Sleeping well is profoundly healing; a vital “activity” in which we must engage to foster well-being. Virtually nothing else can change your outlook on life and your ability to heal as much as sleep does, and there’s a lot to be said about what goes on biologically during these hours, too. Anticancer living means prioritizing this highly productive healing time and addressing any obstacles or difficulties. Your body will thank you!
In addition to being linked with weight gain, diabetes, cardiovascular disease, and Alzheimer’s disease, poor sleep has been linked in many studies to increased cancer risk and poorer outcomes for cancer survivors. The most recent study on the topic found that short nights and total sleep duration were associated with a high risk of cancer incidence a middle-aged and elderly population.
Arguably, the number one reason most of us don’t get enough sleep is due to psychological stress. When we slow down and the lights go out, we tend to ruminate on our problems, be they social, financial, work related—you name it. But for those who are also contending with cancer, the stress can be multiplied by the combining of psychological or existential stress with physical stress and symptoms such as pain. The good news is that there are many ways to help you manage the stress or other factors causing a bad night’s sleep.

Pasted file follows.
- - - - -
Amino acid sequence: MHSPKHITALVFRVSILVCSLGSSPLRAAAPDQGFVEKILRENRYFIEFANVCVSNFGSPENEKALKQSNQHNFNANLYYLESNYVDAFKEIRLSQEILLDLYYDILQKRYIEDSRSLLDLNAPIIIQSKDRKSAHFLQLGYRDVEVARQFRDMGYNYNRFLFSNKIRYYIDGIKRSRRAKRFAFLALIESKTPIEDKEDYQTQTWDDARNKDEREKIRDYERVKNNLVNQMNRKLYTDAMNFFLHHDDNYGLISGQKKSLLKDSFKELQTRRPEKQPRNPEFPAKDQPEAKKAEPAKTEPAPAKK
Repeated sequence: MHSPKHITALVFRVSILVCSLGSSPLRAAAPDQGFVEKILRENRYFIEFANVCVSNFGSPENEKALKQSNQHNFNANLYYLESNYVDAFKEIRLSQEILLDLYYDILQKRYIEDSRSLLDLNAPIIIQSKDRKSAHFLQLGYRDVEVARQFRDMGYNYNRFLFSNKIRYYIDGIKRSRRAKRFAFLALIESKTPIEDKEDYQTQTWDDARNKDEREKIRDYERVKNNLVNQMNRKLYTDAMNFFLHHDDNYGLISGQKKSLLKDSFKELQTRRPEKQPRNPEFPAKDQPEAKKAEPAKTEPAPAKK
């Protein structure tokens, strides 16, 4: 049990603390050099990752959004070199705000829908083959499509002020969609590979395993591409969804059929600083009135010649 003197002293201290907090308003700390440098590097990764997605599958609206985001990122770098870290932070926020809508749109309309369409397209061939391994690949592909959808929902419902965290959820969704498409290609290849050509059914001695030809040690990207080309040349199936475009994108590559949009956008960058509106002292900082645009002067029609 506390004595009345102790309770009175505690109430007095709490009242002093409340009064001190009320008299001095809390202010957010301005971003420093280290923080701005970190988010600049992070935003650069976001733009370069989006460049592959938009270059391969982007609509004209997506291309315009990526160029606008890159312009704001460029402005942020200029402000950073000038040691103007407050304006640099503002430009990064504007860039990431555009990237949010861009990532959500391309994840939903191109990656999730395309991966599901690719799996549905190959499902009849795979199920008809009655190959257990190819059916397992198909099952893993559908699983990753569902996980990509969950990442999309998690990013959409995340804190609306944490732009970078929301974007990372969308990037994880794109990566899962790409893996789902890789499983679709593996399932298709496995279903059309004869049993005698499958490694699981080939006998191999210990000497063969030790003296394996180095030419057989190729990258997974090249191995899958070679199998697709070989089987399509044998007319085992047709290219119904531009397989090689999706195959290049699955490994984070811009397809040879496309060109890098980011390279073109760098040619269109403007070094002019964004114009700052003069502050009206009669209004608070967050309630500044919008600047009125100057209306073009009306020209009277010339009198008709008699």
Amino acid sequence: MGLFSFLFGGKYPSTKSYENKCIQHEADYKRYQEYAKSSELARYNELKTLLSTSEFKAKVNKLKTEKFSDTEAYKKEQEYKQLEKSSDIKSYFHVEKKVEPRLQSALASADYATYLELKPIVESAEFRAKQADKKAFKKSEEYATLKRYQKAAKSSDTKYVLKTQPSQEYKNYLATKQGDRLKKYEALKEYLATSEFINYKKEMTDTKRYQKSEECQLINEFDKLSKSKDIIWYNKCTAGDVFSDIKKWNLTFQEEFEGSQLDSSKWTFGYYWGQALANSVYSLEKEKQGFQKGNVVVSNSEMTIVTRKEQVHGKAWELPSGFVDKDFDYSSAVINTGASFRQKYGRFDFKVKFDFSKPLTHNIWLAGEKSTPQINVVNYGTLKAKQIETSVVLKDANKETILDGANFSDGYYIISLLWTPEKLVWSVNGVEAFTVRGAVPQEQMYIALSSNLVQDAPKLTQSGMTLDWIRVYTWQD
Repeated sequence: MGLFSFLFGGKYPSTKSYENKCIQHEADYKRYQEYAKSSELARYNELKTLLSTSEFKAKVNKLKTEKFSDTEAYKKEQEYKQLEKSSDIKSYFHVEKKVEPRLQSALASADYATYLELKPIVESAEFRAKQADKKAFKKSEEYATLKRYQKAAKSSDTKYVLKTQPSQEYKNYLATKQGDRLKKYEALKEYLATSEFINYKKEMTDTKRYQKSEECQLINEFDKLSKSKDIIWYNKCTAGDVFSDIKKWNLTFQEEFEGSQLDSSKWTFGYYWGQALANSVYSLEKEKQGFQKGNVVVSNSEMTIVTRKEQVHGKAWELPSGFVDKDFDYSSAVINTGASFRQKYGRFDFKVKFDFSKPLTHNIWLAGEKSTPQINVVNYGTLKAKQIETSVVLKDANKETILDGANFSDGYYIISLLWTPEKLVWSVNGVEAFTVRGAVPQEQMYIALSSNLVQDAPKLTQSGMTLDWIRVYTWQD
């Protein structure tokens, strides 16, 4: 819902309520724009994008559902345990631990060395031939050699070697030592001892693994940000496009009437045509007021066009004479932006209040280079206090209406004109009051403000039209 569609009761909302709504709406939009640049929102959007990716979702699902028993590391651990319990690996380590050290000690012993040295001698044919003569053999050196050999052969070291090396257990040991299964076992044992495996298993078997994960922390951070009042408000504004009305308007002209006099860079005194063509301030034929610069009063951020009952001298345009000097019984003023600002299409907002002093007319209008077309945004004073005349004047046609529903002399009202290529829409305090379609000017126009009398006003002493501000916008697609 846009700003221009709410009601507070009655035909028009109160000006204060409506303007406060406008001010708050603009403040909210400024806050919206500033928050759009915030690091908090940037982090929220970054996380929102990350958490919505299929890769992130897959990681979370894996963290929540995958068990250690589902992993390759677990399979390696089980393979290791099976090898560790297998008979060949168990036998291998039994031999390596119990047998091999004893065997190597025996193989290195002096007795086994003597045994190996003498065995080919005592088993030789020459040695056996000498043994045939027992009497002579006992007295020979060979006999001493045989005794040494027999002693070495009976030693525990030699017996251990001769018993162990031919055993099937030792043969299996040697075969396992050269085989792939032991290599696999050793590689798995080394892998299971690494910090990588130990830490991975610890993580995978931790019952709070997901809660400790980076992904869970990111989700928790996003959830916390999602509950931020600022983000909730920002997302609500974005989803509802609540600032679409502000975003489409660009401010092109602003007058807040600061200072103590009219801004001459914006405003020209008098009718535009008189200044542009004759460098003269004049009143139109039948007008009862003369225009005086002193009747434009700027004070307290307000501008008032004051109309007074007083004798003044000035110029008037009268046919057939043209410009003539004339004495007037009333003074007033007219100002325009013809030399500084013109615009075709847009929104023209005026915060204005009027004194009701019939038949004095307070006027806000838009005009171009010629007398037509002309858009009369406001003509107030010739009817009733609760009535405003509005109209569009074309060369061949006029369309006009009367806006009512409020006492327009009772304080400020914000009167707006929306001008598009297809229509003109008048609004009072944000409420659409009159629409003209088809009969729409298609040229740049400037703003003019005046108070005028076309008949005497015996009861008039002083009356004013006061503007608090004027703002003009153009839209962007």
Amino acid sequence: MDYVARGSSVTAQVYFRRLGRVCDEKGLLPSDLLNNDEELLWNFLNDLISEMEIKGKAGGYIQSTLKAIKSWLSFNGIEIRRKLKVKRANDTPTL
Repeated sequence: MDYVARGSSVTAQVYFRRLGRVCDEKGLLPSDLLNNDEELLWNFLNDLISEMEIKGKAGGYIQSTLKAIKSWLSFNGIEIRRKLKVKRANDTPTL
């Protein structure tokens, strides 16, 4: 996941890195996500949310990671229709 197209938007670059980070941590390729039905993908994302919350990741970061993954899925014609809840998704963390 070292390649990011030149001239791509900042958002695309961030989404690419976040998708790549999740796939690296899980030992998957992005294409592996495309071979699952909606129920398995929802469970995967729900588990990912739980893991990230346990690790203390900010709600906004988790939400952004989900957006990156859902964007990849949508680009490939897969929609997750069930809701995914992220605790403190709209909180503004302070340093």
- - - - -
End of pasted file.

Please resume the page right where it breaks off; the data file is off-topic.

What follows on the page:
We are strong proponents of cancer survivors and others avoiding sleeping pills whenever possible. There are of course times when taking sleeping pills may be appropriate to help break a bad cycle or for a limited period. But it is vital to understand that sleeping pills do not tackle the root problem leading to sleep disturbances. Also, pill-assisted sleep is not truly restorative sleep. While sleeping pills do put you to sleep, they do not move you through all stages of sleep. In fact, no drug on the market increases the deepest stages of sleep, the restorative part of sleep, critical for maintaining health. So, you may feel like you’ve gotten a good night’s sleep, but the true restoration needed to improve your health will still be missing.
There are several anticancer living approaches to addressing healthy sleep. These strategies are evidence-based techniques for improving sleep quality and quantity and include the following: 1) Cognitive Behavioral Therapy-Insomnia; 3) Tai Chi; 3) Yoga; and 4) Meditation. Each strategy has been found to improve sleep outcomes in cancer survivors and people with no experience with cancer. Learn more about these techniques and other behavioral strategies for restoring healthy sleep in our book Anticancer Living: Transform Your Life and Health with the Mix of Six. There is also great information at the Sleep Foundation and at the National Counsel on Aging.
Photo credit: Marcus Aurelius